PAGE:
12 Latex Gloves n Most common cause of latex allergy n Airborne latex proteins (located in the powder or corn starch inside the gloves) are absorbed when the powder used to lubricate latex gloves come in contact to the skin. n When gloves are snapped on and off, proteins become airborne and risk to some people with latex hypersensitivity increases.

13 Allergic Reactions n Three types of reactions can occur in people exposed to products containing latex. These are: –Irritant contact dermatitis –Allergic contact dermatitis –Latex Allergy –Anaphylactic Shock

14 Allergic Reactions –Type 1 n Irritant Contact Dermatitis –people allergic to the chemicals used when medical equipment is made out of latex may get a red scaly rash several hours after they come into contact with latex. Doctors call this contact dermatitis. The skin may just be a bit itchy or feel very sore and leathery.

15 Allergic Reactions –Type 2 n Allergic Contact Dermatitis –If you are allergic to latex itself, symptoms can start very quickly (within 30 minutes) and can be serious. The skin may get raised, blotchy red patches. This is called hives.

16 Allergic Reactions –Type 2 n Signs & Symptoms –Symptoms are similar to individuals who are allergic to bee venom or cat dander. –Symptoms may include nasal congestion, hives or difficulty breathing. –Symptoms may mimic hay fever or asthma

17 Allergic Reactions –Type 3 Anaphylactic Reaction –You may also get asthma, a runny nose and sore eyes. In rare cases, people have difficulty breathing and their blood pressure drops. This is called anaphylaxis and can be life-threatening.

18 How is a suspected latex allergy confirmed? n Allergy skin test performed under close supervision.

19 Why are latex allergies a concern? n Health care workers are at risk of latex allergies –Workers are exposed to latex products daily (gloves, stethoscopes, inserting foley catheters, band-aids) n Allergic reactions or symptoms should lead healthcare workers to look at their potential to develop a latex allergy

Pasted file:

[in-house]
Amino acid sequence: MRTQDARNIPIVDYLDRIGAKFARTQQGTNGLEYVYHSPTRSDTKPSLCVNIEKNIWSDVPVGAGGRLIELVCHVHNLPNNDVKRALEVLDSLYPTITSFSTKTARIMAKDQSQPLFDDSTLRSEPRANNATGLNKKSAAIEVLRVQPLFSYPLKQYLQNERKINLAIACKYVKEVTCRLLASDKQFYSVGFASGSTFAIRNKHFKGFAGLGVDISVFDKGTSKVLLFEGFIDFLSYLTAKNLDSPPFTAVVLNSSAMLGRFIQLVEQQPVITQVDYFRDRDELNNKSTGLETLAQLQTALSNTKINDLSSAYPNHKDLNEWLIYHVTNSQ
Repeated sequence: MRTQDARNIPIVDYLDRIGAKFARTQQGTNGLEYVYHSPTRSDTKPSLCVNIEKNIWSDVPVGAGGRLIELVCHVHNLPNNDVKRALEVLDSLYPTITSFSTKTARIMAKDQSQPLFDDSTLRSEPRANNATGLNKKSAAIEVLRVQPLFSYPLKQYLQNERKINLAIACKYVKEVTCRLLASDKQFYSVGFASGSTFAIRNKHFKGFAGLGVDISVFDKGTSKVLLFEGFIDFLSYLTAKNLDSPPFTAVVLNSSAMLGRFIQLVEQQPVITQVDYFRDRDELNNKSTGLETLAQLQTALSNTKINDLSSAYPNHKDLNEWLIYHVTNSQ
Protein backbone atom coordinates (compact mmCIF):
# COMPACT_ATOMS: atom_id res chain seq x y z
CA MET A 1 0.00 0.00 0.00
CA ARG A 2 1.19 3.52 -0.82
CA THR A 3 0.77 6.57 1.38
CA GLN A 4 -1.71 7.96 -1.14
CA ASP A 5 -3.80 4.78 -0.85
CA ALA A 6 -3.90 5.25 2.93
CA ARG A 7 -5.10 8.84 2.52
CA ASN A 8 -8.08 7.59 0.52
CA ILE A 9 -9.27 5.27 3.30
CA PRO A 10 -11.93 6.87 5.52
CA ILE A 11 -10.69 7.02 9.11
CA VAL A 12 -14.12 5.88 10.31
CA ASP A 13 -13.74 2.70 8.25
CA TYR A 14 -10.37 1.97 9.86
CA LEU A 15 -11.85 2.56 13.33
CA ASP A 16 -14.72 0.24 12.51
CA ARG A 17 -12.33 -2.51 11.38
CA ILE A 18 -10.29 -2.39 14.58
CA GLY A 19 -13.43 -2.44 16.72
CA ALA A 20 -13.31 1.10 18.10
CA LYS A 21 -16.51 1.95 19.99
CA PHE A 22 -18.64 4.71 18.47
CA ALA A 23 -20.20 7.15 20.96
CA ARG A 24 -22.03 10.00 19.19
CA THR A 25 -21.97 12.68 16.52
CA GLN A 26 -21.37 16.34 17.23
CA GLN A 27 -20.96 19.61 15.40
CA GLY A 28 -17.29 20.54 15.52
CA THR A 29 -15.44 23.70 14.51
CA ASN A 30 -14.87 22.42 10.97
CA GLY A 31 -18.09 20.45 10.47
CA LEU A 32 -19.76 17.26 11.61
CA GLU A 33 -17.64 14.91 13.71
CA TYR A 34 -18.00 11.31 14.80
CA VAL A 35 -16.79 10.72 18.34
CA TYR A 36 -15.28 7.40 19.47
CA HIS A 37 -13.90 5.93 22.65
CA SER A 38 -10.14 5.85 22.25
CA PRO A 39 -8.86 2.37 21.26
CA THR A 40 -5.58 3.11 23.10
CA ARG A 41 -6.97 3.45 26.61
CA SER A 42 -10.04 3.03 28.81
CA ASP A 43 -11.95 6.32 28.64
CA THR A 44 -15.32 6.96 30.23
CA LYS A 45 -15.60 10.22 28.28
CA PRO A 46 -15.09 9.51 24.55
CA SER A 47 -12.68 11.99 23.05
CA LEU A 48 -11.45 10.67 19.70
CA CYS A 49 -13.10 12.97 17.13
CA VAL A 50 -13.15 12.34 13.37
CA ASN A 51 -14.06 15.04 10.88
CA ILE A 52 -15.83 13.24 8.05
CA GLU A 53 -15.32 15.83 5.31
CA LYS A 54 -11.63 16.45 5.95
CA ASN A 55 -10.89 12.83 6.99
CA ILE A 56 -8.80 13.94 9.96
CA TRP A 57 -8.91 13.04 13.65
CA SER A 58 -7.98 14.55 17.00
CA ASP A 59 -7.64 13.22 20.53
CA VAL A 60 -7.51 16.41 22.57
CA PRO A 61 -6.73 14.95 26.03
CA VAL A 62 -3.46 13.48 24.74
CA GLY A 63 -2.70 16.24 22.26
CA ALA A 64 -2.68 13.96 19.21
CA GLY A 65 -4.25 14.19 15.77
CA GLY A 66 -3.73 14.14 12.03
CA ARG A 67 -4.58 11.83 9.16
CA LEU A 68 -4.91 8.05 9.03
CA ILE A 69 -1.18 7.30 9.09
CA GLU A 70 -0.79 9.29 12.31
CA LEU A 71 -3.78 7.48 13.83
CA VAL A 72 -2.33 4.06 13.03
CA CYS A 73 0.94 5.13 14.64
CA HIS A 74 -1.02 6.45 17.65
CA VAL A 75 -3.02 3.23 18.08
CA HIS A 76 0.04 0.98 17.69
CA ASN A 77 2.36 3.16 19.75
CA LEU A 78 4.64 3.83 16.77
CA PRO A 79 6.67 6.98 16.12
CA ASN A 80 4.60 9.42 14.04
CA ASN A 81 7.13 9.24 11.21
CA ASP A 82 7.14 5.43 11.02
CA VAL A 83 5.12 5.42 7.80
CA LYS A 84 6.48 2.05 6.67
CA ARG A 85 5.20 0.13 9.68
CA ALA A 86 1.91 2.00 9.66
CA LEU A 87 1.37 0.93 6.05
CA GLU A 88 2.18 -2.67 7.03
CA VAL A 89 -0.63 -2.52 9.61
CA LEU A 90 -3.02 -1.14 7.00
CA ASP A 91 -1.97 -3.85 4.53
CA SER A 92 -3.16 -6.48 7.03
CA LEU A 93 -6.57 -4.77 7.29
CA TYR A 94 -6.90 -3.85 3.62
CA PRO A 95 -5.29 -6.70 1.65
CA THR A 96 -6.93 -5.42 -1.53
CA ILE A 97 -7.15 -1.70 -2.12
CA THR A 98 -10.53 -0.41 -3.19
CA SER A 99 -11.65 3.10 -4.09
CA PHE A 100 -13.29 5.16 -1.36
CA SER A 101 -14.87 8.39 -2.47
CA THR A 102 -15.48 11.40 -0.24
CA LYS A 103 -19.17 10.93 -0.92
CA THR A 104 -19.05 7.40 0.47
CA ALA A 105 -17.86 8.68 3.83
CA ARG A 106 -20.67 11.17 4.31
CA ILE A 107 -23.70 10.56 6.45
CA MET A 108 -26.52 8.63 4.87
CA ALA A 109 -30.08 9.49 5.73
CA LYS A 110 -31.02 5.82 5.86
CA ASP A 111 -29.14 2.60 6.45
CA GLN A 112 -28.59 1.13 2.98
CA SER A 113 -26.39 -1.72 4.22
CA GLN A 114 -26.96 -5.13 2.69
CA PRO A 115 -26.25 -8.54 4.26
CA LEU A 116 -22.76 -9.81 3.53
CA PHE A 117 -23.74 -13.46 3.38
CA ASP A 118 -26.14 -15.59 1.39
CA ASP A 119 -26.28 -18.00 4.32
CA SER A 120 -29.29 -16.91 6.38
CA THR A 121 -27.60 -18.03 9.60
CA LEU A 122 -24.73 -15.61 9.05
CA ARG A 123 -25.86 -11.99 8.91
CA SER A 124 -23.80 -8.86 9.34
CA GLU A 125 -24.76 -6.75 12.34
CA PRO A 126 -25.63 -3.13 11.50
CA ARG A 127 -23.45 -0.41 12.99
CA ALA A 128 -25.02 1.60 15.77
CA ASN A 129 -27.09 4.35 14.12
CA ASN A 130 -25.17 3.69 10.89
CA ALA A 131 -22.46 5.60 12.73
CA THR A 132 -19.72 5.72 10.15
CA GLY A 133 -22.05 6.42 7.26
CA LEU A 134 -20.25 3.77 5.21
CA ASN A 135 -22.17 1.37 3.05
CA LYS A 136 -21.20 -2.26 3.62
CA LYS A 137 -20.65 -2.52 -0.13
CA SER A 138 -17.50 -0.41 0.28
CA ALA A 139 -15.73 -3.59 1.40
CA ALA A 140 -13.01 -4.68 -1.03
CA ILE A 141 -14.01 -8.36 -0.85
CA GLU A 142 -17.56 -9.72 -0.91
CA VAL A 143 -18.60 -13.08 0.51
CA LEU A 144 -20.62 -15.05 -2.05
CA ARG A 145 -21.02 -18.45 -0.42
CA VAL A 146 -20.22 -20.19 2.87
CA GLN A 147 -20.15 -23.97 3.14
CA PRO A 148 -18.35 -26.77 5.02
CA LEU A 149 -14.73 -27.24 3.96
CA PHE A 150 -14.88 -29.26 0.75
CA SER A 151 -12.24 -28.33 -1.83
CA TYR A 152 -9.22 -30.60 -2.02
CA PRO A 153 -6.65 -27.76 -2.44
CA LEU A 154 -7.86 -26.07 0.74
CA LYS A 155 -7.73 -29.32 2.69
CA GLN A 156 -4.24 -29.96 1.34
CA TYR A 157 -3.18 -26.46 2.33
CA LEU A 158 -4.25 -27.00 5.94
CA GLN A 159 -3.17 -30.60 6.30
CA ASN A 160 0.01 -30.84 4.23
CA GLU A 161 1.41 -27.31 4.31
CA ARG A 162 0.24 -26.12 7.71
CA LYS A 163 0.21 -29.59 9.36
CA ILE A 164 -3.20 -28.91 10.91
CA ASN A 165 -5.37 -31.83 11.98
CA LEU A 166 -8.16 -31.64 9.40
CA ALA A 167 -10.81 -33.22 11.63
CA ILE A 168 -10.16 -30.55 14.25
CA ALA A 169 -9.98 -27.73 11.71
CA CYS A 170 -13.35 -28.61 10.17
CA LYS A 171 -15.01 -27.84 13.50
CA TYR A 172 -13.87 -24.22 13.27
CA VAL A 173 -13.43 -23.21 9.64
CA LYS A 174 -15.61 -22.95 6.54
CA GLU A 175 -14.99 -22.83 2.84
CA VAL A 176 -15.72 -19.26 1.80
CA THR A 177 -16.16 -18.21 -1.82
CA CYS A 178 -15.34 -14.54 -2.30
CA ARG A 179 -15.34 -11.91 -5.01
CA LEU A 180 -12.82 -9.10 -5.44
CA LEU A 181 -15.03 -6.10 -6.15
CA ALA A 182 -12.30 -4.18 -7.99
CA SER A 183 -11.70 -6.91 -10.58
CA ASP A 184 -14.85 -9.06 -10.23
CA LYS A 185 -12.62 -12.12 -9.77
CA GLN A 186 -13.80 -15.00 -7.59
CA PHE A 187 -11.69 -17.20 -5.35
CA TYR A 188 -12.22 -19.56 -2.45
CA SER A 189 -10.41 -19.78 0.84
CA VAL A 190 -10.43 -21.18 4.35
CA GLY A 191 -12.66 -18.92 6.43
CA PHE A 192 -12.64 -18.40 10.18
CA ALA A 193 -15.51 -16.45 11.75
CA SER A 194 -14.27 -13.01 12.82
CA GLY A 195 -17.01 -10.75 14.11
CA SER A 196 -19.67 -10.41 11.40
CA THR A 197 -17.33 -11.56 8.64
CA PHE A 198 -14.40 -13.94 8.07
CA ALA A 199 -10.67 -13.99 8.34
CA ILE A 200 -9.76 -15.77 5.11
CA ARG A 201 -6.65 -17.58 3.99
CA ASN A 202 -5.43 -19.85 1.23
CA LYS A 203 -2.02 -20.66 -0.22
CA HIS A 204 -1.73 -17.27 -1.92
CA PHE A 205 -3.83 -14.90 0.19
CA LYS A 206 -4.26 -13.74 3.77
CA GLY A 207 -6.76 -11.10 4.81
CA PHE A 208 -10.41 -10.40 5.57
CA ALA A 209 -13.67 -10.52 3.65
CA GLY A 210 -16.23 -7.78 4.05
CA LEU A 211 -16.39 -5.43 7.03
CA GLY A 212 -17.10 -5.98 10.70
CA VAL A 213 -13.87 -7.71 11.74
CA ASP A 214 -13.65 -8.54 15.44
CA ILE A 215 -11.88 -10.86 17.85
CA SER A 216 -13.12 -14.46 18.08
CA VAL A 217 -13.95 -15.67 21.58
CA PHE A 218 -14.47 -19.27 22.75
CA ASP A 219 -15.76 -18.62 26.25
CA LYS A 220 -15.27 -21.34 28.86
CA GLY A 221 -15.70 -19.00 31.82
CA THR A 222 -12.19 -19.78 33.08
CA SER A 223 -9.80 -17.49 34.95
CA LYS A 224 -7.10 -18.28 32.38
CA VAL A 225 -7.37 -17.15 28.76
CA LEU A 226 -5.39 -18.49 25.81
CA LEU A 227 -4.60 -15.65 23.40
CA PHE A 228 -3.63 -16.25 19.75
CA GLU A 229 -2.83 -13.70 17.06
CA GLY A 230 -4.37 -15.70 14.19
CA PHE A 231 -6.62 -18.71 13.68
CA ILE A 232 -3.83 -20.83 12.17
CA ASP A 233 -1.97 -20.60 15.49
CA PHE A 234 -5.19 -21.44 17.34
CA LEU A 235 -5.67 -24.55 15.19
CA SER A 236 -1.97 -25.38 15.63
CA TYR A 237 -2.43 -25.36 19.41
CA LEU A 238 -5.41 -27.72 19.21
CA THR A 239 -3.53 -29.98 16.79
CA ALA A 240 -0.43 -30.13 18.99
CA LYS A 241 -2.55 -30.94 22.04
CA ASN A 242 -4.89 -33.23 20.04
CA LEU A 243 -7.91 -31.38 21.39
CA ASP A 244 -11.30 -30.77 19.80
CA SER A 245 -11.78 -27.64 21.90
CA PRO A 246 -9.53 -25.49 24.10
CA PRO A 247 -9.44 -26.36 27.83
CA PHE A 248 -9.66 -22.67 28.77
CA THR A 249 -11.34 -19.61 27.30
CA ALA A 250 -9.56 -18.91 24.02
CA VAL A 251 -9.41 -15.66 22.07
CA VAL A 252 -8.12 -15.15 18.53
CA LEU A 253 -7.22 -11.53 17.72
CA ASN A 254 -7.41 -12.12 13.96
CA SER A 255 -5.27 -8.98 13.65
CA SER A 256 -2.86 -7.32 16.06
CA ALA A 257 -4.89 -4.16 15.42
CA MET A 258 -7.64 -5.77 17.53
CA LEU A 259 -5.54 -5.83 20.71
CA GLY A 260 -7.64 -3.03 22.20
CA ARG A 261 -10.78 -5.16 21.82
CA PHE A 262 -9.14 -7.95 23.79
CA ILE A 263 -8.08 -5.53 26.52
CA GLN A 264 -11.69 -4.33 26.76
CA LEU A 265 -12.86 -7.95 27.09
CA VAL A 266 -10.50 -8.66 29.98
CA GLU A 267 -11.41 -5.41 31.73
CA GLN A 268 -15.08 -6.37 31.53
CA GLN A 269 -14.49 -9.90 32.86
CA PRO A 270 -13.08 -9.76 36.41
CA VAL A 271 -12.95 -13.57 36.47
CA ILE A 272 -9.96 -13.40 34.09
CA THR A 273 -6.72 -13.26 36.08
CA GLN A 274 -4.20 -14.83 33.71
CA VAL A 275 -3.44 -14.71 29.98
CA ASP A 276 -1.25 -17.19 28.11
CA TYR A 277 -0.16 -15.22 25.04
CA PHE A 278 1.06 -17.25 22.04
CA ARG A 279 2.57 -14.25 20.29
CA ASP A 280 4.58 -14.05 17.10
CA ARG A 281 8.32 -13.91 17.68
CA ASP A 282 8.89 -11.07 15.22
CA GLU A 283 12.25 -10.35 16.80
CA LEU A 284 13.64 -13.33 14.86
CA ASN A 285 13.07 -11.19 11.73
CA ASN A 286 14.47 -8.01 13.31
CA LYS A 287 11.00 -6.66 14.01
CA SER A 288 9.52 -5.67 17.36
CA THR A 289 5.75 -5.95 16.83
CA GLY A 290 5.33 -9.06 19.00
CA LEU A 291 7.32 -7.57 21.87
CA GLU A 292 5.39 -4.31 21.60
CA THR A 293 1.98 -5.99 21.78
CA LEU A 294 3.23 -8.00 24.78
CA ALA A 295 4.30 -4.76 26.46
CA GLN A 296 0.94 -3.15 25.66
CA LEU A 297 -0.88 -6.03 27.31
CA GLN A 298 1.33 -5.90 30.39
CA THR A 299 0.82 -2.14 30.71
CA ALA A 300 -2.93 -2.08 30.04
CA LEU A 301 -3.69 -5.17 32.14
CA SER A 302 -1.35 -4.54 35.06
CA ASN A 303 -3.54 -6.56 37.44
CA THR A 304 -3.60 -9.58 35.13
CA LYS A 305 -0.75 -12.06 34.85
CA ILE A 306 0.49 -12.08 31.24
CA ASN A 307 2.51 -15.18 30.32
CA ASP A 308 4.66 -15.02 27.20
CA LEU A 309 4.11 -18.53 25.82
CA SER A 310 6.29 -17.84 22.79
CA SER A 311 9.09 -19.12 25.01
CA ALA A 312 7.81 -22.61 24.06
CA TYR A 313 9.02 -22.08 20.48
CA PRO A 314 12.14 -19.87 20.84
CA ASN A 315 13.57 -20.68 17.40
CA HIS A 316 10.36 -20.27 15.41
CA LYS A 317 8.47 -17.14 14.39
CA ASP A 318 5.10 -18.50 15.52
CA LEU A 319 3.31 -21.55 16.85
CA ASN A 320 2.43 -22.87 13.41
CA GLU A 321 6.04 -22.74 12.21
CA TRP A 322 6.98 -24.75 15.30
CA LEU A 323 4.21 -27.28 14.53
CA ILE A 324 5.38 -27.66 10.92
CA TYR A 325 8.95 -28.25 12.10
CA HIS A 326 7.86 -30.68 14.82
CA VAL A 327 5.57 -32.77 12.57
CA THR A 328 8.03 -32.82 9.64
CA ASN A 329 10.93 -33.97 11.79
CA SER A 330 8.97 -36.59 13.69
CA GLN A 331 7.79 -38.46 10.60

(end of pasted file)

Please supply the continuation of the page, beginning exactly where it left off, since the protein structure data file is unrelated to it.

20 People at Risk –Food Allergies Allergy to foods such as banana, avocado, chestnut, kiwi, potato, tomato

21 Persons at High, Moderate and Low Risk HighModerateLow or Undetermined bananasapplepearmango avocadocelerypeachrye chestnutpapayaplumwheat kiwicherrygrasses carrotsstrawberryragweed potatofigmugwort tomatograpehazelnut melonsapricotwalnut passion fruitsoybean nectarinespeanut

22 How can healthcare workers protect themselves? n Limit your exposure to latex products or stop wearing latex gloves -especially if you have a history of allergic reaction. n Limit their exposure to latex products. n Become a Latex free facility (WCHOB is a Latex free facility) WCHOB is continually substituting latex products for alternate products containing silicone, plastics, or other alternatives.

23 Protect patients from unnecessary exposure to latex While wearing latex gloves, touch patients ONLY when absolutely necessary. n Never inflate gloves and use them as toys for pediatric patients. n If balloons are still permitted, work with your manager to achieve a facility-wide “no rubber balloon” policy in which only balloons made of Mylar are permitted n WCHOB has become a latex free facility allowing only Mylar balloons for their patients.